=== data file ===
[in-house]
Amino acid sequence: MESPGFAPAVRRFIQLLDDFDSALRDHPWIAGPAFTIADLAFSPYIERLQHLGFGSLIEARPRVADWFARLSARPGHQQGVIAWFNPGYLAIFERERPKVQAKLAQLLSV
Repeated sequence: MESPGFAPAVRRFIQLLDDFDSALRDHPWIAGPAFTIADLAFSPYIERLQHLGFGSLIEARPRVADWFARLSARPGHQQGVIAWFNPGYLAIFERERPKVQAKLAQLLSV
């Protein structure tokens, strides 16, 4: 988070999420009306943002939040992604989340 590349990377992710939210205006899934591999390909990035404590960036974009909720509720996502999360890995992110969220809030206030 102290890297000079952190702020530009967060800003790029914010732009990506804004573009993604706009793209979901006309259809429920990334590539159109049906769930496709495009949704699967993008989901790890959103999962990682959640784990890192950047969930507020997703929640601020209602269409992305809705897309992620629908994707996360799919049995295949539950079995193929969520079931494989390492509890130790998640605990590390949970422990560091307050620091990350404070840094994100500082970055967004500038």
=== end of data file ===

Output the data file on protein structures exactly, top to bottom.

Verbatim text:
[in-house]
Amino acid sequence: MESPGFAPAVRRFIQLLDDFDSALRDHPWIAGPAFTIADLAFSPYIERLQHLGFGSLIEARPRVADWFARLSARPGHQQGVIAWFNPGYLAIFERERPKVQAKLAQLLSV
Repeated sequence: MESPGFAPAVRRFIQLLDDFDSALRDHPWIAGPAFTIADLAFSPYIERLQHLGFGSLIEARPRVADWFARLSARPGHQQGVIAWFNPGYLAIFERERPKVQAKLAQLLSV
């Protein structure tokens, strides 16, 4: 988070999420009306943002939040992604989340 590349990377992710939210205006899934591999390909990035404590960036974009909720509720996502999360890995992110969220809030206030 102290890297000079952190702020530009967060800003790029914010732009990506804004573009993604706009793209979901006309259809429920990334590539159109049906769930496709495009949704699967993008989901790890959103999962990682959640784990890192950047969930507020997703929640601020209602269409992305809705897309992620629908994707996360799919049995295949539950079995193929969520079931494989390492509890130790998640605990590390949970422990560091307050620091990350404070840094994100500082970055967004500038």